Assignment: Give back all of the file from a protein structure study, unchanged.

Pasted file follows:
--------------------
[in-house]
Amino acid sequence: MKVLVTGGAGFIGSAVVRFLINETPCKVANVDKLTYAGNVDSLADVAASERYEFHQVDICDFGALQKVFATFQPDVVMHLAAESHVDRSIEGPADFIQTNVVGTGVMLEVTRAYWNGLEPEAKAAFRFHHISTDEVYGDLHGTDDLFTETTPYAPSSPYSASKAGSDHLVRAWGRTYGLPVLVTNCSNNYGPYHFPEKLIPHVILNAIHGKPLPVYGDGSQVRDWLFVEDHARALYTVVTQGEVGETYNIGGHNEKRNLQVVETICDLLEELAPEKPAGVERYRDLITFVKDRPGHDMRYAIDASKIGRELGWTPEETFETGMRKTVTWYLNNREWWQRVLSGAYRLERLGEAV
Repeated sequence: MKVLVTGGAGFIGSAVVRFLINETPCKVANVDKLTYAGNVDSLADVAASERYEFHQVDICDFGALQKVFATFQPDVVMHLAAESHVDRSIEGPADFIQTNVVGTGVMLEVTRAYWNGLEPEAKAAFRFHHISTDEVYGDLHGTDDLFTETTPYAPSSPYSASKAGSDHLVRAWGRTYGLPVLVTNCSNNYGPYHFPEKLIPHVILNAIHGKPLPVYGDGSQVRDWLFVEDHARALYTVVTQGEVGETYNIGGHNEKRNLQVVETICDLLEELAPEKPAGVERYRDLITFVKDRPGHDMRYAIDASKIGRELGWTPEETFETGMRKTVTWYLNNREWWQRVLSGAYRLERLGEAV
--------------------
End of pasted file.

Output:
[in-house]
Amino acid sequence: MKVLVTGGAGFIGSAVVRFLINETPCKVANVDKLTYAGNVDSLADVAASERYEFHQVDICDFGALQKVFATFQPDVVMHLAAESHVDRSIEGPADFIQTNVVGTGVMLEVTRAYWNGLEPEAKAAFRFHHISTDEVYGDLHGTDDLFTETTPYAPSSPYSASKAGSDHLVRAWGRTYGLPVLVTNCSNNYGPYHFPEKLIPHVILNAIHGKPLPVYGDGSQVRDWLFVEDHARALYTVVTQGEVGETYNIGGHNEKRNLQVVETICDLLEELAPEKPAGVERYRDLITFVKDRPGHDMRYAIDASKIGRELGWTPEETFETGMRKTVTWYLNNREWWQRVLSGAYRLERLGEAV
Repeated sequence: MKVLVTGGAGFIGSAVVRFLINETPCKVANVDKLTYAGNVDSLADVAASERYEFHQVDICDFGALQKVFATFQPDVVMHLAAESHVDRSIEGPADFIQTNVVGTGVMLEVTRAYWNGLEPEAKAAFRFHHISTDEVYGDLHGTDDLFTETTPYAPSSPYSASKAGSDHLVRAWGRTYGLPVLVTNCSNNYGPYHFPEKLIPHVILNAIHGKPLPVYGDGSQVRDWLFVEDHARALYTVVTQGEVGETYNIGGHNEKRNLQVVETICDLLEELAPEKPAGVERYRDLITFVKDRPGHDMRYAIDASKIGRELGWTPEETFETGMRKTVTWYLNNREWWQRVLSGAYRLERLGEAV